Williams on Utah’s Green River (Photo: Courtesy Florence Williams)

‘Heartbreak’ Is a Post-Divorce Exploration of Grief, Self-Discovery, and the Healing Power of Nature

When Outside contributing editor Florence Williams’s husband of 25 years left her, she paddled the Green River to process her grief. Her new book recounts that story and dives into the science of the heart.


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Heartbreak. It’s perhaps the most universal, most gutting emotion humans share. So what does it have to do with the outdoors? Almost everything, it turns out. And we’ll explore that connection in our February Outside Book Club pick, Heartbreak: A Personal and Scientific Journey, by Florence Williams. Yesterday we published an excerpt of the book, and in the weeks to come we’ll talk with Williams on the Outside Podcast. Then, in early March, Outside+ members will get a chance to speak with her themselves on an exclusive Zoom call. (If you’re not a member yet, check out the many benefits and sign up here.)

Williams has been a beloved contributor to Outside since 1998, when she wrote about the breakneck pace of the Aspen, Colorado, emergency room. She’s explored how the brain responds to risk, and to nature, and how people have sought solace from sexual trauma by turning to the outdoors as a way to heal. Her 2013 feature “Take Two Hours of Pine Forest and Call Me in the Morning” was later expanded into The Nature Fix, an essential book on how time outdoors can mend the broken places inside us. Her latest release explores the impact of wilderness on the heart: how it can soften, crack open, and slowly knit it back into a new shape.

(Photo: Courtesy W. W. Norton and Company)

The book begins with Williams wrestling an unwieldy portable river toilet aboard a canoe as she sets out on a 13-day, 120-mile solo voyage down Utah’s Green River after her husband of 25 years tells her he wants a divorce. The image is an apt metaphor for all the baggage we bring to, and take from, marriage. Her stress markers are up, she’s lost weight, and she’s on the verge of Type 1.5 “divorce diabetes.”

“The ill-conceived toilet,” she writes, “was just one of many small and giant mistakes that had led me to this moment, cursing alone in the wilderness. There were the mistakes in my marriage, the cosmic mistake (to my mind) of the divorce, the wrong men I’d fallen for in the year since my separation, the friendships I’d overburdened.”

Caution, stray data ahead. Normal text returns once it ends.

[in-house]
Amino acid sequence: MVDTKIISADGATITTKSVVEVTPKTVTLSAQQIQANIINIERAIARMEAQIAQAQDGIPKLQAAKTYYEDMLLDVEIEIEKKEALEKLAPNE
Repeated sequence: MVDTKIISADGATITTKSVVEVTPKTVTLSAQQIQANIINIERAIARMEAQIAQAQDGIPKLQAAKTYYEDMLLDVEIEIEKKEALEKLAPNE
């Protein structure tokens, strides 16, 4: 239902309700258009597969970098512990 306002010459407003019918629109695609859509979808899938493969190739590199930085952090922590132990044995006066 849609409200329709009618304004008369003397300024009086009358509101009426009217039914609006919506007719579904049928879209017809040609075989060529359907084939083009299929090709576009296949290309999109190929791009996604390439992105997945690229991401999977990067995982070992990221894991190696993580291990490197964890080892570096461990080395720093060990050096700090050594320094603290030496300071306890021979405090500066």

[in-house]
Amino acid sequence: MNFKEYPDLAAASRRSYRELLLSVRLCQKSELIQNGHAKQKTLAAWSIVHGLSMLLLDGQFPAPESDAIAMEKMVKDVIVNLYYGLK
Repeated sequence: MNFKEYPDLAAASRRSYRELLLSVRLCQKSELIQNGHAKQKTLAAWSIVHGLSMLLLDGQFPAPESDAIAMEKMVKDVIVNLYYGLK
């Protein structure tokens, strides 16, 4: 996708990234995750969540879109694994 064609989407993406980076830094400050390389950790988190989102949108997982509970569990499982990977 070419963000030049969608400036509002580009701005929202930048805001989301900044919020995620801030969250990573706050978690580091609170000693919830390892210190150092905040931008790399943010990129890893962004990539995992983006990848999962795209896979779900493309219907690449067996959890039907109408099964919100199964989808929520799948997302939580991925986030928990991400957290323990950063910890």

Her life shattered, Williams does what she does best—she turns to scientific research to grope her way through the darkness. Heartbreak, of course, has all the engaging science writing we’ve come to expect from her, including notable sections on the separation anxiety of zebra fish, our own human epidemic of loneliness, and a moving moment with poor Mrs. Prairie Vole, who, cruelly split up from her mate during a lab experiment, frantically presses a lever to cuddle once more with her beloved. As a guide to science, Williams is the best kind—a hot adventure-nerd goddess, by turns fascinating and funny.

The real magic happens, however, when she turns that eye inward, revealing herself as destroyed, vulnerable, and tentatively optimistic, sometimes all at once. She lets readers in on her fears about life post-divorce as well as the freedom—and horror—of dating again for the first time. Question: Do all middle-aged single men get off on spanking? Spoiler alert: at least one does.

There is no panacea for heartbreak, Williams discovers, but the emotion of awe comes close, offering perspective, meaning, and calm. She finds each at times on her solo Green River paddle, feeling herself “solidifying under a blanket of shoulder muscles, silt, birdsong, an unfailing solar system.”

“Being out here was like riding a time machine,” she writes. “I was flowing away from the broken badlands of my marriage. I was getting sucked out of my recent past to emerge somewhere much, much more pleasant, more physical, more sensory, more playful, and maybe, I hoped, more in tune with an earlier version of myself.”

As it happens, I got to ride along for part of that journey. As Willliams’s longtime editor at Outside, I talked with her at length about it during the writing process and helped edit an early version. I hope that long relationship will make for some great talks with her—and all of you—about the book as we journey to the far shores of heartbreak together.

To join the conversation, head over to our Facebook group, where we’ll be posting discussion prompts throughout the month. It’s a space to gather about this title and to gab about whatever other books are on your nightstand as well. If you’re not on Facebook, send us a note with your thoughts or a question for Williams at

Lead Photo: Courtesy Florence Williams